Even though the FlashArray is not affected, you might want to fix this anyways. There is a patch you can request from ESXi to fix this if you have storage that might be affected, but I think VMware wants you to upgrade to ESXi 6.0 U2 which includes the fix. But that brings us to the ESXi 6.0 U2 bug…

ESXi 6.0 U2 Smartd/0x85 Bug

A new issue cropped up in ESXi 6.0 U2 that surrounds the smartd inquiries that ESXi does on devices. If you want to find out more about SMART check out this blog post:

vSphere 5.1 Storage Enhancements – Part 6: IODM & SSD Monitoring

Essentially, ESXi on a certain interval will send a 0x85 SCSI command ( ATA PASS-THROUGH(16)) to a device to look at mode page 1c. The issue in ESXi 6.0 U2 that if the array responds with 0x5 0x25 0x0 (ILLEGAL REQUEST LOGICAL UNIT NOT SUPPORTED) which as you remember is a PDL response, this could trigger the issue, which VMware describes as:

  • Widespread IO timeouts and subsequent aborts with the H:0x5 failure code.
  • Hosts may take a long time to reconnect to vCenter after reboot or hosts may enter a Not Responding state in vCenter Server
  • Storage-related tasks such as HBA rescan may take a very long time to complete

So if you see something like this:

2015-07-23T20:34:05.108Z cpu2:33198)NMP: nmp_ThrottleLogForDevice:3178: Cmd 0x85 (0x439e16768f40, 34616) to dev "naa.514f0c514ba0000e" on path "vmhba4:C0:T0:L10" Failed: H:0x0 D:0x2 P:0x0 Valid sense data: 0x5 0x25 0x0. Act:EVAL

Your array is susceptible. In this case, there is no patch yet, the solution is to disable the smartd.

  1. Stop the smartd service using this command:/etc/init.d/smartd stop
  2. Disable the service using this command:chkconfig smartd off

That being said the FlashArray does not respond with a PDL response when this mode page is queried. Instead we respond with 0x5 0x20 0x0 (INVALID COMMAND OPERATION CODE) which is not one of the PDL responses. You will see this in your log instead:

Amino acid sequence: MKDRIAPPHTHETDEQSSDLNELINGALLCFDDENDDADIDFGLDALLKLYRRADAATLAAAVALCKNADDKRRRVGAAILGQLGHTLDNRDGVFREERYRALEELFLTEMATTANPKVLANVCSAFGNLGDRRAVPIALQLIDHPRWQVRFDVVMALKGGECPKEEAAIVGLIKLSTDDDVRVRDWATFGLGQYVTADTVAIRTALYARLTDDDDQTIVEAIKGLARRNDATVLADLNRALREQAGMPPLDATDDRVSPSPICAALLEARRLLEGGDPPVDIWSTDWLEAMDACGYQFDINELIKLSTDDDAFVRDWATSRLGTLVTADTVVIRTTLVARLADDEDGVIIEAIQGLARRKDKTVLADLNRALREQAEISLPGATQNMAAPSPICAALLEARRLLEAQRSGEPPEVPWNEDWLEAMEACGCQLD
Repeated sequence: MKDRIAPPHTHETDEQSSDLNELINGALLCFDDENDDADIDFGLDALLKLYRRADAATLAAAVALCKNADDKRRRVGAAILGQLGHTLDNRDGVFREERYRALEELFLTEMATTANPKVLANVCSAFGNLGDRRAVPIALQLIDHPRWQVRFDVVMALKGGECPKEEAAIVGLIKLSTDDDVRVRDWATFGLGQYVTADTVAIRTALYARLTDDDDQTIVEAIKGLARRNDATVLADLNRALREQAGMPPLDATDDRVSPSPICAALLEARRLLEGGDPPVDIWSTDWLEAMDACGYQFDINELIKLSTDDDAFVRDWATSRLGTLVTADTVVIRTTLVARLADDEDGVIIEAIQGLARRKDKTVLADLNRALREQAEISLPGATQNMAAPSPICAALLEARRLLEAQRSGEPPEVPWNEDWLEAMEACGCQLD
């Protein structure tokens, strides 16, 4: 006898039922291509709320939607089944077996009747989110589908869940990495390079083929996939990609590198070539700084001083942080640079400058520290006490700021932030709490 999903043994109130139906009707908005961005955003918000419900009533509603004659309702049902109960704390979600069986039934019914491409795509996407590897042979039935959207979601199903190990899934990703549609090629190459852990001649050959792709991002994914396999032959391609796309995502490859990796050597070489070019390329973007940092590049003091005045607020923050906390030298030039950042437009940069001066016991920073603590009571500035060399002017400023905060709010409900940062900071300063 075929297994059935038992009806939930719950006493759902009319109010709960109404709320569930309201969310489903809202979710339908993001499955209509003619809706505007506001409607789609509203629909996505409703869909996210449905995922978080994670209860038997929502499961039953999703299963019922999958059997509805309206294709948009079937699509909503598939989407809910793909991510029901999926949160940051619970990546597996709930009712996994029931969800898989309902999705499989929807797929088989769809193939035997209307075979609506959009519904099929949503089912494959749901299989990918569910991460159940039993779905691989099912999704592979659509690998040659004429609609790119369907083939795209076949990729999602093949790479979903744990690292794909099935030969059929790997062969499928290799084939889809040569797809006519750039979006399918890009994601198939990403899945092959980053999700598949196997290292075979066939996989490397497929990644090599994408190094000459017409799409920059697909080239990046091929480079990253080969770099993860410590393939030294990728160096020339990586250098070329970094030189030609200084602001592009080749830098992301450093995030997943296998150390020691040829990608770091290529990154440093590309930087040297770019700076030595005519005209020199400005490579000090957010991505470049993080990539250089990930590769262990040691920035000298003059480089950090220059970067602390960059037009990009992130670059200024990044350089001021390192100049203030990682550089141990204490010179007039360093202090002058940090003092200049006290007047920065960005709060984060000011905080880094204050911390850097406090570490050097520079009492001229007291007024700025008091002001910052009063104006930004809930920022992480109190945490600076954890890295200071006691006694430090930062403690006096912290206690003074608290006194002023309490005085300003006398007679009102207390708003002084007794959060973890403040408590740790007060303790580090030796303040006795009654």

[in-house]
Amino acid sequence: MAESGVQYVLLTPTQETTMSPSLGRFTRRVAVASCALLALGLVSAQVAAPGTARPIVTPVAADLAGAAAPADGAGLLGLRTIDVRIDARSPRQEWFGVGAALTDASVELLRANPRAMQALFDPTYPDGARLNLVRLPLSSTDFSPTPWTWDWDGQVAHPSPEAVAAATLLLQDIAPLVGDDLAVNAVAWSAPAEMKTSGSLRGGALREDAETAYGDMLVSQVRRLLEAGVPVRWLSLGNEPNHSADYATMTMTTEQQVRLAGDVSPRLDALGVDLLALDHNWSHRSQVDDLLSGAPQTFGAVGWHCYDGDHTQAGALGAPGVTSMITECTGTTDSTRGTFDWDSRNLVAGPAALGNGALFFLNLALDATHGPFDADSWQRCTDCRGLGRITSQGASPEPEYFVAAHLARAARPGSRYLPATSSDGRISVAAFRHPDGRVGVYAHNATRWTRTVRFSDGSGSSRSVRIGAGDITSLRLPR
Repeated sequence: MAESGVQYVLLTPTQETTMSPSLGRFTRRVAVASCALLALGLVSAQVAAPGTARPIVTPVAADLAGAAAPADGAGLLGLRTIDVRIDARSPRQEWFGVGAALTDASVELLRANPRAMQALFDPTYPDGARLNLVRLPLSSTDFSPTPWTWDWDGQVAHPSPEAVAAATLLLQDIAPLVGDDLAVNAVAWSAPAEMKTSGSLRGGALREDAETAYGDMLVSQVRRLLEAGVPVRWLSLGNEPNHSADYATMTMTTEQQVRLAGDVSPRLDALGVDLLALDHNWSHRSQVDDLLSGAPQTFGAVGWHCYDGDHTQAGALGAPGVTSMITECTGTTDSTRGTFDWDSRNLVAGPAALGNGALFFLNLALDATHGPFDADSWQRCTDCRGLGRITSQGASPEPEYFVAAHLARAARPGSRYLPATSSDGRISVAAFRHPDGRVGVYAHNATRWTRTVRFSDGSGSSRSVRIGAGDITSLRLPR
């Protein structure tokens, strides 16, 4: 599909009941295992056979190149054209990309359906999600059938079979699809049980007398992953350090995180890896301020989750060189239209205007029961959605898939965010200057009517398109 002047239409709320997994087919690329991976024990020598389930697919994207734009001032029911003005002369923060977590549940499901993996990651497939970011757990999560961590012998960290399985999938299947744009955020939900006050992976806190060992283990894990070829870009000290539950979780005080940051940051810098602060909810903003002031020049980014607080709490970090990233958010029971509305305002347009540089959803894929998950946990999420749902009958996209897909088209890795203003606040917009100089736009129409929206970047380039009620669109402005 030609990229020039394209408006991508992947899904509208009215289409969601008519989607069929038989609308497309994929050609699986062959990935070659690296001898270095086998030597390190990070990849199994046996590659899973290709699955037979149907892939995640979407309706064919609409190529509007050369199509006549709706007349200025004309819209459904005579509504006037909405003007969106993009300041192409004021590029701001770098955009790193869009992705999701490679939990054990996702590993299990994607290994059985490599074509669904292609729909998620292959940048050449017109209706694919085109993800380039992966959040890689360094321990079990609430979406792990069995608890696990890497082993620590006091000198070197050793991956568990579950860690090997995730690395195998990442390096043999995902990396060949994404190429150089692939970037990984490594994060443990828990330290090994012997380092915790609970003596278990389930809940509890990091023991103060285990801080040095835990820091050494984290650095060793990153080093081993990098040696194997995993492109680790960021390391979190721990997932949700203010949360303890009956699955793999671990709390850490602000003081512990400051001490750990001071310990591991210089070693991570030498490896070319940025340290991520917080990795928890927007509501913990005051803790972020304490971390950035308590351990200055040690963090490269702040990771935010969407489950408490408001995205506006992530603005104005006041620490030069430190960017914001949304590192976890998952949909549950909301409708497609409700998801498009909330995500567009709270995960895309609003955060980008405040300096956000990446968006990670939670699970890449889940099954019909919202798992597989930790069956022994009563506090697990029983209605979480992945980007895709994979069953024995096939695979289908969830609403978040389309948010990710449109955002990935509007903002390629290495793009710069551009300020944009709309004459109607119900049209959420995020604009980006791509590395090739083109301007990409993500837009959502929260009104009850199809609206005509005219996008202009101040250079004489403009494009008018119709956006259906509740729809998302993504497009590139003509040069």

2016-03-24T21:35:29.457Z cpu23:33383)NMP: nmp_ThrottleLogForDevice:3286: Cmd 0x85 (0x43a5c08d2000, 34417) to dev "naa.624a937073e940225a2a52bb0001a2a1" on path "vmhba2:C0:T5:L16" Failed: H:0x0 D:0x2 P:0x0 Valid sense data: 0x5 0x20 0x0. Act:NONE

So in an only FlashArray environment this problem will not occur.


While the FlashArray does not respond in the ways that could contribute to these problems it is important to make sure nothing else in your environment does. So either patch your host or upgrade it (or delay moving to 6). If you are on ESXi 6.0 U2 already and have an array that could run into this issue, disable smartd until it is patched from VMware or your vendor changes their mode page 1c response.

AS ALWAYS, please contact Pure Storage and/or VMware support for official explanations and patches.

Thanks to Cormac Hogan and Jacob Hopkinson for their help on this post.


Issuing a 0x85 SCSI Command from a VMware ESXi 6.0 host results in a PDL error (2133286)

Permanent Device Loss (PDL) and All-Paths-Down (APD) in vSphere 5.x and 6.x (2004684)

Storage PDL responses may not trigger path failover in vSphere 6.0 (2144657)

SCSI events that can trigger ESX server to fail a LUN over to another path (1003433)

Interpreting SCSI sense codes in VMware ESXi and ESX (289902)